National Center for Lesbian Rights

Cases & Advocacy

Ely v. Saul Amicus

Status: Open

Outcome: Pending

Location: California, Arizona, Nationwide

Jurisdiction + Case Number: Ninth Circuit Court of Appeals, Nos. 20-16427, 20-16426, 20-16445

In February 2021, NCLR and GLBTQ Legal Advocates & Defenders (GLAD) filed amicus briefs in the Ninth Circuit Court of Appeals urging the court to affirm rulings in favor of same-sex surviving spouses who had been denied Social Security survivor benefits. The cases are Ely v. Saul, Driggs v. Saul, and Schmoll v. Saul.

The cases were brought by same-sex surviving spouses who were denied Social Security survivor benefits. Although the couples had been together for decades, they were barred from marriage for many years due to unconstitutional state marriage laws. The Social Security Administration denied them survivor benefits because their marriages did not satisfy the requirement that spouses be married for at least nine months before the wage earner’s death. Plaintiff Michael Ely and his husband, for example, were in a committed relationship since 1971 and had a commitment ceremony in 2007. They married in 2014, weeks after Arizona began allowing same-sex couples to marry. Mr. Ely’s husband passed away seven months later, and the Social Security Administration denied Mr. Ely spousal survivor benefits. The lawsuits argue that the denial of survivor benefits to same-sex surviving spouses based on the marriage duration requirement is unconstitutional where discriminatory state laws prevented the couples from marrying. In 2020, district courts in Arizona and California ruled in favor of the surviving spouses, and the court in Ely v. Saul certified a nationwide class action. The Social Security Administration appealed.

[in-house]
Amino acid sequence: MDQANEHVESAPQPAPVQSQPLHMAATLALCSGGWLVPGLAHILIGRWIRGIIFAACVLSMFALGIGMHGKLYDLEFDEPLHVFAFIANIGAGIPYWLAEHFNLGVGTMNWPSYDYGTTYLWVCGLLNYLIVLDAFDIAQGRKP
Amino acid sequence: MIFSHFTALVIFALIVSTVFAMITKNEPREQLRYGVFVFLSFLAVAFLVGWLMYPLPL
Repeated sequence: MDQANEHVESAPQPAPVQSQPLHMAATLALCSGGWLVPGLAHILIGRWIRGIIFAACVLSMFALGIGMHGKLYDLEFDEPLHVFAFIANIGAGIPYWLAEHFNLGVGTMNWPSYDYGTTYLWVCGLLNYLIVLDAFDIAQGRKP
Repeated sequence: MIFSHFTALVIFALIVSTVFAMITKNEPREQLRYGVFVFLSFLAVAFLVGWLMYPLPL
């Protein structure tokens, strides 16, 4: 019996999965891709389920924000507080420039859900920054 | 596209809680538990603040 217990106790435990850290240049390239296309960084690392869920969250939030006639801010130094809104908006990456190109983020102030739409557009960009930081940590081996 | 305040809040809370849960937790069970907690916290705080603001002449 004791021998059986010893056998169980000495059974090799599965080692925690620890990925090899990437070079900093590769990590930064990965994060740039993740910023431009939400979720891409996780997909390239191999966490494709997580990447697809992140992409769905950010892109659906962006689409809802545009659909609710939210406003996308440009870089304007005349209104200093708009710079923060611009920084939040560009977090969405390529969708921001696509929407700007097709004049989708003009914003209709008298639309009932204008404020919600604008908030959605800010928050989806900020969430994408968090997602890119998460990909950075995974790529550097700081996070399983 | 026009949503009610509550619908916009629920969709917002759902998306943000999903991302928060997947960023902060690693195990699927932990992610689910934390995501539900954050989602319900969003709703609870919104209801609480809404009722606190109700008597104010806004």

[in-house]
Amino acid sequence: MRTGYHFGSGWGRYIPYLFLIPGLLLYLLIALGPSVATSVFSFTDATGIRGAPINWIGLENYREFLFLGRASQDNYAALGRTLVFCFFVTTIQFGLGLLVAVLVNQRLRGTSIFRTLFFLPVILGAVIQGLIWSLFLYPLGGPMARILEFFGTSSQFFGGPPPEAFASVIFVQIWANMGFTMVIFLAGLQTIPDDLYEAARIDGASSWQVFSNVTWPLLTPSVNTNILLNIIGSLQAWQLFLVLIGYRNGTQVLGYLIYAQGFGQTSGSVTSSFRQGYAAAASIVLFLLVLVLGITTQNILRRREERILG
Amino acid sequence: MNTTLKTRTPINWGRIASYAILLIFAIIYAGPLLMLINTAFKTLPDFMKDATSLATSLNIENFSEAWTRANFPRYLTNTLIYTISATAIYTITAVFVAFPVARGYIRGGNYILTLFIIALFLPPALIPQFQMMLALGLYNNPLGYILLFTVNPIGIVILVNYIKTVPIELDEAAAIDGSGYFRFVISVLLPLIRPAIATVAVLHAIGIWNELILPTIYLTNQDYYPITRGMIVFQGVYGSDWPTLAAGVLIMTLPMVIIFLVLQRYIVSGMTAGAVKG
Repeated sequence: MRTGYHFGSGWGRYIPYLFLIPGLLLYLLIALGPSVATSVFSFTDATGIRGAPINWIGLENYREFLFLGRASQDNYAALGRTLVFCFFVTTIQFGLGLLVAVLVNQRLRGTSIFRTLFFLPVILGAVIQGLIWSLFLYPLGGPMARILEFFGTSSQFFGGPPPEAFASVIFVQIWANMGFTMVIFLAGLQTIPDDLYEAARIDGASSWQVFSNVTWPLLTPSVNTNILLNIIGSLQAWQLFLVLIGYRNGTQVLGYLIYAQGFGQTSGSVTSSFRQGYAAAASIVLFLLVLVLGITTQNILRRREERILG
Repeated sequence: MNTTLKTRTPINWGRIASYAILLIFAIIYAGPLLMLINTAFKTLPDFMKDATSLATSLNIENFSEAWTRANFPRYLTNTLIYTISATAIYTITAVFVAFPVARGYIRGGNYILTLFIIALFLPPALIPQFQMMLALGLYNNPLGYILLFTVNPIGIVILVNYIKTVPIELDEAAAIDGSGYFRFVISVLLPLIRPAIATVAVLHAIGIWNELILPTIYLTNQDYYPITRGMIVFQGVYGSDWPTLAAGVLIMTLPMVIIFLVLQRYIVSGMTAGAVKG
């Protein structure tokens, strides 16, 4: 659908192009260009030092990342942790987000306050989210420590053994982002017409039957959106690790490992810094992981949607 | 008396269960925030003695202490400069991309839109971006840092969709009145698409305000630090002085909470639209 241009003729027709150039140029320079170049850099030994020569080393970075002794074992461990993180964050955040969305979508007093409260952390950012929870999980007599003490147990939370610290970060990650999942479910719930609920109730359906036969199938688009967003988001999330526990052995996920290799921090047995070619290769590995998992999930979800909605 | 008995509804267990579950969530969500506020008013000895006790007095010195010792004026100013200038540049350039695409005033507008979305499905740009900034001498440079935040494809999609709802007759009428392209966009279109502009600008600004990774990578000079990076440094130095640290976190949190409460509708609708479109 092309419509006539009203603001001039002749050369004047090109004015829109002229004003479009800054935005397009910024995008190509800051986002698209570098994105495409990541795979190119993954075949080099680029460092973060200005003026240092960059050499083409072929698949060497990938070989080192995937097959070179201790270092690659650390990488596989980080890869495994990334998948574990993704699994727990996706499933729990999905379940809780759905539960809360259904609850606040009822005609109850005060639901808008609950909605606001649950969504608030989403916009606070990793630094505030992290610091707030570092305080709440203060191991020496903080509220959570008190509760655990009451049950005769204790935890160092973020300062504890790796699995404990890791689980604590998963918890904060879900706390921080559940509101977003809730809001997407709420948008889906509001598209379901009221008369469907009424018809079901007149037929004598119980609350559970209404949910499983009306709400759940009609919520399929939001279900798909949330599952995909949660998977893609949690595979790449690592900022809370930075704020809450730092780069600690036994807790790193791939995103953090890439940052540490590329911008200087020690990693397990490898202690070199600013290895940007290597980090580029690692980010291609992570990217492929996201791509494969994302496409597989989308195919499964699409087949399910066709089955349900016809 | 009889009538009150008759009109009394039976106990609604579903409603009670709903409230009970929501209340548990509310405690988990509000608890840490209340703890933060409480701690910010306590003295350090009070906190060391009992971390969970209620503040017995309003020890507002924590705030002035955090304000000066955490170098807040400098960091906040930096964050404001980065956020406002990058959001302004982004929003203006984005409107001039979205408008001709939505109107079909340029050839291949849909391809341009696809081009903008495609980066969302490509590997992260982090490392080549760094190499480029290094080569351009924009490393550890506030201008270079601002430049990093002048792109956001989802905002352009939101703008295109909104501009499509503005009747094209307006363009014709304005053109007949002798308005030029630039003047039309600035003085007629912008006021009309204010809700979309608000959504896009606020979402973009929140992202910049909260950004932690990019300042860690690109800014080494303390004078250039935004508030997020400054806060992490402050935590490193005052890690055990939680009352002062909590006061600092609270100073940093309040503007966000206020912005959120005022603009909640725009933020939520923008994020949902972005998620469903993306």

The amicus briefs from NCLR and GLAD urge the Ninth Circuit to affirm the district courts’ rulings. The briefs argue that the Social Security Administration’s reliance on unconstitutional marriage laws to determine eligibility for survivor benefits repeats the constitutional violations condemned in Obergefell v. Hodges, and that the remedy in Ely will be straightforward and easy to implement.

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